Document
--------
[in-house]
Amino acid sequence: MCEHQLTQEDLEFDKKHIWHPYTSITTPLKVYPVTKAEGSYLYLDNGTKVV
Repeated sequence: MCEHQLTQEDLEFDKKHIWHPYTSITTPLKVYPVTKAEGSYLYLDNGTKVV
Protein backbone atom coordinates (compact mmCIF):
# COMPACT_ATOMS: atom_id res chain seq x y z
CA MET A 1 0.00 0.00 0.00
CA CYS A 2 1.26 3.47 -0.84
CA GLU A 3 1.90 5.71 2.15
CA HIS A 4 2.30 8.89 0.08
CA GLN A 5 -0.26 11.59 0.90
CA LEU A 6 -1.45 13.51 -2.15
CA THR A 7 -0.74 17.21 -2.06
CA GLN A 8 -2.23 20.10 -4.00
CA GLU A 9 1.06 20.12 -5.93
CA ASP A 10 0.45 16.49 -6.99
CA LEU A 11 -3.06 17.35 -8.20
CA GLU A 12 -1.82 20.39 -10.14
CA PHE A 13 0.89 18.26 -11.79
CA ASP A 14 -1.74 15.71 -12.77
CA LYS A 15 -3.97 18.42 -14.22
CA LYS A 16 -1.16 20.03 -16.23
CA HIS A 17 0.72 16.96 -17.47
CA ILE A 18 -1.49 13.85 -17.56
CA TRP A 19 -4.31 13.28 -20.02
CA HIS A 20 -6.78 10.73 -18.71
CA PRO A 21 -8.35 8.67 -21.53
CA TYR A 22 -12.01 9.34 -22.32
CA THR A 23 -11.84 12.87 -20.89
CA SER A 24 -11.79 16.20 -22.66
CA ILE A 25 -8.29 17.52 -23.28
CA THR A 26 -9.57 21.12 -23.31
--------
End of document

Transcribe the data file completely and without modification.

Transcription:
[in-house]
Amino acid sequence: MCEHQLTQEDLEFDKKHIWHPYTSITTPLKVYPVTKAEGSYLYLDNGTKVV
Repeated sequence: MCEHQLTQEDLEFDKKHIWHPYTSITTPLKVYPVTKAEGSYLYLDNGTKVV
Protein backbone atom coordinates (compact mmCIF):
# COMPACT_ATOMS: atom_id res chain seq x y z
CA MET A 1 0.00 0.00 0.00
CA CYS A 2 1.26 3.47 -0.84
CA GLU A 3 1.90 5.71 2.15
CA HIS A 4 2.30 8.89 0.08
CA GLN A 5 -0.26 11.59 0.90
CA LEU A 6 -1.45 13.51 -2.15
CA THR A 7 -0.74 17.21 -2.06
CA GLN A 8 -2.23 20.10 -4.00
CA GLU A 9 1.06 20.12 -5.93
CA ASP A 10 0.45 16.49 -6.99
CA LEU A 11 -3.06 17.35 -8.20
CA GLU A 12 -1.82 20.39 -10.14
CA PHE A 13 0.89 18.26 -11.79
CA ASP A 14 -1.74 15.71 -12.77
CA LYS A 15 -3.97 18.42 -14.22
CA LYS A 16 -1.16 20.03 -16.23
CA HIS A 17 0.72 16.96 -17.47
CA ILE A 18 -1.49 13.85 -17.56
CA TRP A 19 -4.31 13.28 -20.02
CA HIS A 20 -6.78 10.73 -18.71
CA PRO A 21 -8.35 8.67 -21.53
CA TYR A 22 -12.01 9.34 -22.32
CA THR A 23 -11.84 12.87 -20.89
CA SER A 24 -11.79 16.20 -22.66
CA ILE A 25 -8.29 17.52 -23.28
CA THR A 26 -9.57 21.12 -23.31